Are you looking to increase the amount of traffic going to your website? Is Google Analytics revealing that your organic traffic is too low for your liking? Do you need help creating an SEO strategy that will actually rank your pages at the top of the SERPs for relevant, high-search volume keywords?
Congrats! You’ve come to the right place.
Here’s a guide on how you can turbocharge your SEO by focusing on topics, not keywords:
Table of Contents
The Old Way of Doing Keyword Research
Although it’s still important to analyze the quality of the keywords you’re optimizing your pages for, the old way of keyword research is officially dead and gone.
Yes, it’s crucial to make sure that keyword search volume, difficulty, and level of competition are worth the time and effort you will spend creating and optimizing the content required to outrank your competitors. If keyword search volume is very low but specialized to a target audience, it may be worth it to develop a new piece of content around that keyword. If search volume is very high but broad in nature, you might want to pick something else to write about. However, there’s a new way to do “keyword research” now, and that way is called topical research.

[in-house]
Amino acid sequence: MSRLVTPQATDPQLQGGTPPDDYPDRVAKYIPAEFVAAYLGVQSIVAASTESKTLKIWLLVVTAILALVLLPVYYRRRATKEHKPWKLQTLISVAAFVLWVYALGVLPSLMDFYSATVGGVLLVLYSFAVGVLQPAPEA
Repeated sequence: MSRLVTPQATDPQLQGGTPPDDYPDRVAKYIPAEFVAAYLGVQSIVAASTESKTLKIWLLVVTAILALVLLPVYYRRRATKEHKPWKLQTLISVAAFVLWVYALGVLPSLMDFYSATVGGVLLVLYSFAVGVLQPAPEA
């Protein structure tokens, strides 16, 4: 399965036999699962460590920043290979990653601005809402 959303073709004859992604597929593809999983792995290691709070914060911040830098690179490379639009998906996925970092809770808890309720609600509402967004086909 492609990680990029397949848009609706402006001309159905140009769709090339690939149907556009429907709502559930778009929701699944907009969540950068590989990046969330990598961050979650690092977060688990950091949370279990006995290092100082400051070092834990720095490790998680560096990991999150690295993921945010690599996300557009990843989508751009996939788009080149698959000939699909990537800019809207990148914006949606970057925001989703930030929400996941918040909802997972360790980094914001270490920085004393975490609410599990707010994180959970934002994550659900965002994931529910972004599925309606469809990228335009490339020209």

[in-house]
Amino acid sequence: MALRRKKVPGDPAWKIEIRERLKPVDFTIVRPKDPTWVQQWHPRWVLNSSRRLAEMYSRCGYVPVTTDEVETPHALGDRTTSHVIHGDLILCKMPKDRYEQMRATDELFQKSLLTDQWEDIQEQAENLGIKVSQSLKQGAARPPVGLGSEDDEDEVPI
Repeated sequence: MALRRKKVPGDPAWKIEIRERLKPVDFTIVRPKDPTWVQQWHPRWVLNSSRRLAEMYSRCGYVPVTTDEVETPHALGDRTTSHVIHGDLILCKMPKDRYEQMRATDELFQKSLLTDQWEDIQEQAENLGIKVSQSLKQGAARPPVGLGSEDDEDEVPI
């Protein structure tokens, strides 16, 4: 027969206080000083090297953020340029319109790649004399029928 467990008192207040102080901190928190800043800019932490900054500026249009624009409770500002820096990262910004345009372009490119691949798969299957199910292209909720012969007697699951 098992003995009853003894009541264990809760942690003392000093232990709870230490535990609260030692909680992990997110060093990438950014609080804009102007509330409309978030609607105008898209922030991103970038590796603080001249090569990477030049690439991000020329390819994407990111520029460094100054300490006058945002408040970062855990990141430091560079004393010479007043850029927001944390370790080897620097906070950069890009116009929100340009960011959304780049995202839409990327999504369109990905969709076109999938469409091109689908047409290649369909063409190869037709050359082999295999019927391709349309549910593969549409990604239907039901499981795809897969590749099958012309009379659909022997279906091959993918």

Topical research involves the topics you’ll be covering in your content rather than the keywords you’d be inserting. It’s all about ensuring your content is topically relevant and not just keyword optimized. The good news is that topical research can be completed quickly and doesn’t require much skill. All you need are the right SEO tools, a little bit of time, and a website that you’re ready to post quality content to.